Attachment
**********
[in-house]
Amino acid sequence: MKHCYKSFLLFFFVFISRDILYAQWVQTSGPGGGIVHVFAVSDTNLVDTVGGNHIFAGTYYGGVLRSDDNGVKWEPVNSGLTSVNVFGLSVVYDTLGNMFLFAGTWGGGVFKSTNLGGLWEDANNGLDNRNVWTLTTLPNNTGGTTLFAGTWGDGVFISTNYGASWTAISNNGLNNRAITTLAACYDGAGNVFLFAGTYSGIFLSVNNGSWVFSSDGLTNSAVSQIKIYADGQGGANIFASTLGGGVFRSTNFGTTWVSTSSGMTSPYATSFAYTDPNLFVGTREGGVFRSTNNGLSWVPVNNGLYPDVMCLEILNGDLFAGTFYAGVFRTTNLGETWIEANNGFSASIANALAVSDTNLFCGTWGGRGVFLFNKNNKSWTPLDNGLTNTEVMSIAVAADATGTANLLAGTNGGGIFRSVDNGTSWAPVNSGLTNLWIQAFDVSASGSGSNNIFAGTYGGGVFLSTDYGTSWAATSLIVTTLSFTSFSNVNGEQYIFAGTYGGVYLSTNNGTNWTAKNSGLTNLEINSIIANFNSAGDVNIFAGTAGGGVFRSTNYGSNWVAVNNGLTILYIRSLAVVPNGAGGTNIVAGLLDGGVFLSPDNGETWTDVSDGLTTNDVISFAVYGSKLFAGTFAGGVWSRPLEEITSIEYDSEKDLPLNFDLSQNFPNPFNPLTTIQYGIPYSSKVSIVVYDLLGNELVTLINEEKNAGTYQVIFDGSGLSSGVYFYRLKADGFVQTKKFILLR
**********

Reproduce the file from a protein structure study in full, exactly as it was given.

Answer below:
[in-house]
Amino acid sequence: MKHCYKSFLLFFFVFISRDILYAQWVQTSGPGGGIVHVFAVSDTNLVDTVGGNHIFAGTYYGGVLRSDDNGVKWEPVNSGLTSVNVFGLSVVYDTLGNMFLFAGTWGGGVFKSTNLGGLWEDANNGLDNRNVWTLTTLPNNTGGTTLFAGTWGDGVFISTNYGASWTAISNNGLNNRAITTLAACYDGAGNVFLFAGTYSGIFLSVNNGSWVFSSDGLTNSAVSQIKIYADGQGGANIFASTLGGGVFRSTNFGTTWVSTSSGMTSPYATSFAYTDPNLFVGTREGGVFRSTNNGLSWVPVNNGLYPDVMCLEILNGDLFAGTFYAGVFRTTNLGETWIEANNGFSASIANALAVSDTNLFCGTWGGRGVFLFNKNNKSWTPLDNGLTNTEVMSIAVAADATGTANLLAGTNGGGIFRSVDNGTSWAPVNSGLTNLWIQAFDVSASGSGSNNIFAGTYGGGVFLSTDYGTSWAATSLIVTTLSFTSFSNVNGEQYIFAGTYGGVYLSTNNGTNWTAKNSGLTNLEINSIIANFNSAGDVNIFAGTAGGGVFRSTNYGSNWVAVNNGLTILYIRSLAVVPNGAGGTNIVAGLLDGGVFLSPDNGETWTDVSDGLTTNDVISFAVYGSKLFAGTFAGGVWSRPLEEITSIEYDSEKDLPLNFDLSQNFPNPFNPLTTIQYGIPYSSKVSIVVYDLLGNELVTLINEEKNAGTYQVIFDGSGLSSGVYFYRLKADGFVQTKKFILLR